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It was supposed to be one small job — the type where no one gets hurt and everyone gets paid. Except Jack knows that there’s no such thing as a small job and now his only chance of getting out of this alive are a killer with half a brain, a drug-addicted wheelman, and a crazed demolitions expert.


expiration date cover

Expiration Date

This new anthology focuses on the what-ifs of the “end-dates” that surround us, and how they impact our lives and our world, and ourselves.

“Modern lives seem littered with expiration dates” says anthology editor Nancy Kilpatrick. “Packaging tells us when our food will go bad; when we can expect appliances to cease functioning; when contracts for the internet finish! But as annoying as these small expiration dates are, they fade to nothing compared to the larger events: when a species goes extinct; when a body of water evaporates, or dies because the PH balance alters; when giant icebergs break apart and glaciers melt forever, threatening the ecosystem of this planet.”

Kilpatrick reminds us “From the micro to the macro in terms of expirations, we are faced with the one termination with which we are all too familiar — the up-close-and-personal end of life for each of us and for the ones we love. It?s the personal that terrifies us most because it feels the most real.”

Expiration Date features 25 original pieces of short fiction by some of the world’s top Dark Fiction writers. Arranged in three sections, the table of contents include:

Negotiating Oblivion
Sorry Seems to be the Hardest Word — Kelley Armstrong
Banshee — Daniel Sernine (translation by Sheryl Curtis)
Riding Shotgun — Elaine Pascale
The Twenty Seven Club — J. M. Frey
Trinity Death — Steve Vernon
What I Said to Richie was? — Ken Goldman
To Dance, Perchance to Die — David McDonald
Death Doll — Lois H. Gresh

Resisting Extinction
The Long Wait — R. B. Payne
That Brightness — Mary E. Choo
Night Market — Steve Rasnic Tem and Melanie Tem
Sooner — Morgan Dambergs
The Great Inevitable — Patricia Flewwelling
In a Moment — Christine Steendam
Death Drives a Cordoba — Ryan McFadden
Prison Break — Tobin Elliott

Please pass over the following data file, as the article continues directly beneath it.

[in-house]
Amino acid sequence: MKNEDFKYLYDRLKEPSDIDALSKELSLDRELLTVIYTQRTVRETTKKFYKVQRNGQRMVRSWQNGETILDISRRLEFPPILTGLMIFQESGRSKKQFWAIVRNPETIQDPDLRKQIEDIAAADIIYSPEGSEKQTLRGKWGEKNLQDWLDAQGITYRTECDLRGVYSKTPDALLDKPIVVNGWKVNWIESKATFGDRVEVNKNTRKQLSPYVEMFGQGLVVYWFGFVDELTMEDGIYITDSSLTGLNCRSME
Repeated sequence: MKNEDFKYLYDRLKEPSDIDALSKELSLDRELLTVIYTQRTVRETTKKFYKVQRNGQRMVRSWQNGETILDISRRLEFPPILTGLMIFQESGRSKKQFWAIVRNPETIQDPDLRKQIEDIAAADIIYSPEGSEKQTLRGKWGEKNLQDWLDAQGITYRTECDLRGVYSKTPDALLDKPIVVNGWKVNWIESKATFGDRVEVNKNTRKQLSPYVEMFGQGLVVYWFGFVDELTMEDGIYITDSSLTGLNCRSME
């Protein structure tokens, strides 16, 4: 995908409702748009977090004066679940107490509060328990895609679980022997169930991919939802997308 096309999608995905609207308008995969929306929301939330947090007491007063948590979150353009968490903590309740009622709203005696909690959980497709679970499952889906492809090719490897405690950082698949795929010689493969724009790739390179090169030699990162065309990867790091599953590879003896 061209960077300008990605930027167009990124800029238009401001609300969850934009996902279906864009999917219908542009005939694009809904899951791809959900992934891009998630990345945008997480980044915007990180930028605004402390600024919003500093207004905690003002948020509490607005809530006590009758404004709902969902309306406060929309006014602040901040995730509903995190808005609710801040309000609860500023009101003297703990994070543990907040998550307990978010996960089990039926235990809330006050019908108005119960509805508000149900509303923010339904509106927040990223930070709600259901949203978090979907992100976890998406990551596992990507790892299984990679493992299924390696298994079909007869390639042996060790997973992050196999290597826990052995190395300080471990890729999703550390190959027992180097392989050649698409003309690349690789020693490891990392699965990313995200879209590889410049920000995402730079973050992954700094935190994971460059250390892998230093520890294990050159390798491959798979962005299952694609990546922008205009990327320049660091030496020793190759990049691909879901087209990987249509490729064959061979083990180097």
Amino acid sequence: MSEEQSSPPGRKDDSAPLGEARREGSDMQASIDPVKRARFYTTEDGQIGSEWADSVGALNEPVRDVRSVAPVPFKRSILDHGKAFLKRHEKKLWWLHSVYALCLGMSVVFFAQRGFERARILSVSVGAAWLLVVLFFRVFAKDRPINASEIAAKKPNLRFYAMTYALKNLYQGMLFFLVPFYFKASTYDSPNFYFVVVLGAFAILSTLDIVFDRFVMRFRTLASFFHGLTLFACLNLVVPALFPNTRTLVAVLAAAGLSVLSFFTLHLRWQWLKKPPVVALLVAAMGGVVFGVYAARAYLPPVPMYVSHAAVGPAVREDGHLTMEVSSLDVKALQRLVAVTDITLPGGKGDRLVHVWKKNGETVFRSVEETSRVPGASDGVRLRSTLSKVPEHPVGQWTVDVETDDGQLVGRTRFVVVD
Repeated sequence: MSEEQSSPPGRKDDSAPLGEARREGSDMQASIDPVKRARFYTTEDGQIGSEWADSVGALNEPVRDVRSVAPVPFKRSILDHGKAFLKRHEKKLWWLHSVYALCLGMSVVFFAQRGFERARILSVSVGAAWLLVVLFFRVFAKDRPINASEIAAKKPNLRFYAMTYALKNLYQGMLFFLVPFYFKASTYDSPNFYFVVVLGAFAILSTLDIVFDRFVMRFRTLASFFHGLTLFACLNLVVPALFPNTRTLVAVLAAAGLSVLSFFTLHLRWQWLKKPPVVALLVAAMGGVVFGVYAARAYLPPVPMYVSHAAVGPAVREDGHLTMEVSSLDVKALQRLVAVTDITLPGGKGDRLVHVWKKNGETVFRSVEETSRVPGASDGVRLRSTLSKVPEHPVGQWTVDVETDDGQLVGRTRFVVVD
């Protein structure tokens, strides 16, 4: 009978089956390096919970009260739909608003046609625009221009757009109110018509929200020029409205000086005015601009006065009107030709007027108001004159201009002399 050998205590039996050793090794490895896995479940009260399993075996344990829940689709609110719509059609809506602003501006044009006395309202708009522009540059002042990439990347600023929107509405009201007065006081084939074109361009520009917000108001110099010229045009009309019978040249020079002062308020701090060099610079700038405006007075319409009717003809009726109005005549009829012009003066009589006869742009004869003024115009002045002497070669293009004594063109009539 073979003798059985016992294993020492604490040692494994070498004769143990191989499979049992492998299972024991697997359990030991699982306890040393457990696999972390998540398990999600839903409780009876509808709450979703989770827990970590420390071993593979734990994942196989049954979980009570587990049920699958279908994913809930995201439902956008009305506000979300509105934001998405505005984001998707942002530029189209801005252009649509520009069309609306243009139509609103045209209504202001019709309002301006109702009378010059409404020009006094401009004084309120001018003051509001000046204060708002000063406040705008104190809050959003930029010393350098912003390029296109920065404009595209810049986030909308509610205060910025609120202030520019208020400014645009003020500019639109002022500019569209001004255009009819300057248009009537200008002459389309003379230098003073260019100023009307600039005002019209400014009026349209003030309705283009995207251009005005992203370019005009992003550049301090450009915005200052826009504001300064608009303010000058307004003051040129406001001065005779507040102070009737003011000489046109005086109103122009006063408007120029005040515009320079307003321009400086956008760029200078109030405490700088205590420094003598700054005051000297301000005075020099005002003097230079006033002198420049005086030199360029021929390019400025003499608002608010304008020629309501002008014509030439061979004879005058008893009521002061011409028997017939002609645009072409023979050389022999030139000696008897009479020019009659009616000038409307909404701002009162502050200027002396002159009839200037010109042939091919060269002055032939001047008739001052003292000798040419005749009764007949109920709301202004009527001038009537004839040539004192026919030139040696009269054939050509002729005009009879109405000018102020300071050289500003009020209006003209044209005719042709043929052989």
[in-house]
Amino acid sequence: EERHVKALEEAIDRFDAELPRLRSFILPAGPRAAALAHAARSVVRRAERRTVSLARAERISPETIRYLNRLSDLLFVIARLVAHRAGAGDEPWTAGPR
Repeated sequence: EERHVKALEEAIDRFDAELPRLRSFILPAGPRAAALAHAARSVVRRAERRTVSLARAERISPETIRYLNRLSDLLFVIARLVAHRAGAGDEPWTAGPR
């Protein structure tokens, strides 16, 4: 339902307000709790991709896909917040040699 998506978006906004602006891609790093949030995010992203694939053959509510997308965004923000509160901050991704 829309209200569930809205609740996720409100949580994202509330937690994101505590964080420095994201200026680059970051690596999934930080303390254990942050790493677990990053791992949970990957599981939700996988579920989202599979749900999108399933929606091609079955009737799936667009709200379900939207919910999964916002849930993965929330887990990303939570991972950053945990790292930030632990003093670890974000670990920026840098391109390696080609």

This Strange Way of Dying — Silvia Moreno-Garcia
The Deaths of Jeremiah Colverson — George Wilhite

Best Before/Best After
The Shadow of Death — Paul Kane
An Inspector Calls — Rebecca Bradley
What Would Lizzie Do? — Sèphera Girón
Ashes to Ashes — Amy Grech
The Greyness — Kathryn Ptacek
things in jars — Judith & Garfield Reeves-Stevens
Right of Survivorship — Nancy Holder and Erin Underwood

The stories span a range of emotions. Some will make you laugh, other will make you cry. They are grim and hopeful, sad and joyous, horrifying and comforting. Each has its own personality and will touch you in its own way.

“Every one of us comes with an alpha and an omega stamp, an inception and an expiration date.” says Kilpatrick, “Knowing this is what allows us to focus on what is truly important: paying attention to our best-before date and treating ourselves, each other and life in general with kindness, understanding, respect, and experiencing the awe of the miracle that we are, at this very moment, alive!”

“A horror anthology focusing on endings is almost by definition going to be filled with depressing stories, but these are still well worth reading. The recent death of contributor Melanie Tem adds inadvertent poignancy to “Night Market,” her collaboration with Steve Rasnic Tem, which links the compassionate euthanization of animals with a depressed veterinarian’s own near-death experiences. Numerous stories have been told from the vampire-hunter’s point of view, but Kelley Armstrong presents the vampire’s perspective on the hunters in “Sorry Seems to Be the Hardest Word.” Ryan McFadden explores crushing survivor guilt in “Death Drives a Cordoba.” A deal with the devil in J.M. Frey’s “The Twenty-Seven Club” serves as a reminder that one can rarely choose the manner of one’s death. Of course, one way to select the way you die is suicide, which Morgan Dambergs’s “Sooner” explores. When humor does enter these tales, it is often bleak and dark, as befits the subject matter. These stories work best in small doses, but they offer a variety of compelling visions of deaths and other endings.”
– Publisher’s Weekly


Book categories: Fantasy, Horror, and Short Stories